Expect to lose efficiency when expanding herd
As the end of the year draws near for those who run a spring calving system, there comes a time when there is a chance to reflect on performance and to plan for the next 12 months.
To do this, obviously a process of evaluation needs to be in place. Many will start by assessing the annual accounts, as a focus on profitability is essential to any business. From this base, using a number of assumptions, the farmer can develop a budget which fits in line with his plan for the farming system next year.
Given the talk from the industry in light of the Food Harvest 2020 Report, and the opportunity that exists for the Irish dairy sector, expansion of a low-cost (grass-based) system is at the forefront of discussion.
While each dairy farmer is having to weigh up his own position in terms of quota, many of those that have an opportunity for expansion -- in terms of the land base -- already have some steps in place that will ultimately result in a rise in milking cow numbers from next year onwards.
Obviously, expansion requires investment. On a farm, this investment is in stock and infrastructure. The cost of this investment is tangible, easily calculated, and the annual service cost of interest and principal on borrowed money can also be easily determined. From your budget for next year you then debate whether this cost of investment is affordable or whether your business is over exposed.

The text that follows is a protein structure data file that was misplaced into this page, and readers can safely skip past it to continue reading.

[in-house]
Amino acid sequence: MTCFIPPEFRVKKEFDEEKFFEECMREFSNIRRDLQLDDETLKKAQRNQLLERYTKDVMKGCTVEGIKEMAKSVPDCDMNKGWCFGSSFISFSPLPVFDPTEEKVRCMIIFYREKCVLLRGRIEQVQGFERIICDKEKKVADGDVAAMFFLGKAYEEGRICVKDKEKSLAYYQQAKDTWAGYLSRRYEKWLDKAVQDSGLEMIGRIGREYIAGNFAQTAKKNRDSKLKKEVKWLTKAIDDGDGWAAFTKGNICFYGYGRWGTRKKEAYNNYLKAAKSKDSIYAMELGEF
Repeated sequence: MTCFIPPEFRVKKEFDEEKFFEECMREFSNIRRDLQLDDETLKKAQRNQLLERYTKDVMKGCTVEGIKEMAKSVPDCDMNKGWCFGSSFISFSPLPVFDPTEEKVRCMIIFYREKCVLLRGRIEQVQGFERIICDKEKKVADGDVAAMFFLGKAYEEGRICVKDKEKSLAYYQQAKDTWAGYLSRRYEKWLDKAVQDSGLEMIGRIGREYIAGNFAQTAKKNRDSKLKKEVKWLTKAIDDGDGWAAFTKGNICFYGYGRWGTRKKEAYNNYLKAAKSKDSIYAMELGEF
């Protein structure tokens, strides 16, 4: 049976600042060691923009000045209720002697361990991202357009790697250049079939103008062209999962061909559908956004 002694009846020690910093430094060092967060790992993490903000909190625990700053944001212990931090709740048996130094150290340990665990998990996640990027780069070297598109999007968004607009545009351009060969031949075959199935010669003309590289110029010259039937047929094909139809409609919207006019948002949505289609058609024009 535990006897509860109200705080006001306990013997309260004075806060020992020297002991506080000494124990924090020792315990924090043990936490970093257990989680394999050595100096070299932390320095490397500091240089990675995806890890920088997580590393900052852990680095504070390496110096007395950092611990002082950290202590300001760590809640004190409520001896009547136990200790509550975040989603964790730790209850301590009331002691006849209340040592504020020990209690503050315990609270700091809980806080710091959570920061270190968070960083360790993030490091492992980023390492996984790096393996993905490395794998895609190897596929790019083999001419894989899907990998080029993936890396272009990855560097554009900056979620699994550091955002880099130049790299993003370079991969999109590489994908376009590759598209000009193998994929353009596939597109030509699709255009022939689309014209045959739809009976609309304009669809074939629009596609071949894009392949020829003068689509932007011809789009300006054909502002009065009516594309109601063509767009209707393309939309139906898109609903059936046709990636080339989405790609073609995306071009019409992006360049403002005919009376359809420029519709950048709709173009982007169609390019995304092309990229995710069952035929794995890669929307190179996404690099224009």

However, the risk in this whole process is that the assumption is based on efficiency. One of the major costs of expansion is the loss of farm efficiency.
While the impact of this expansion on efficiency can be assessed on many different levels and income streams, the most important is milk sales. So you need to pay attention to a few simple key performance indicators -- and one of them is kgMS/kgLW.
So, firstly you need to assess your present position. Most will have done a few quick calculations and determined the milk litres sold per cow. Many would hope to have achieved at least 5,500 litres a cow (1,200ga/cow).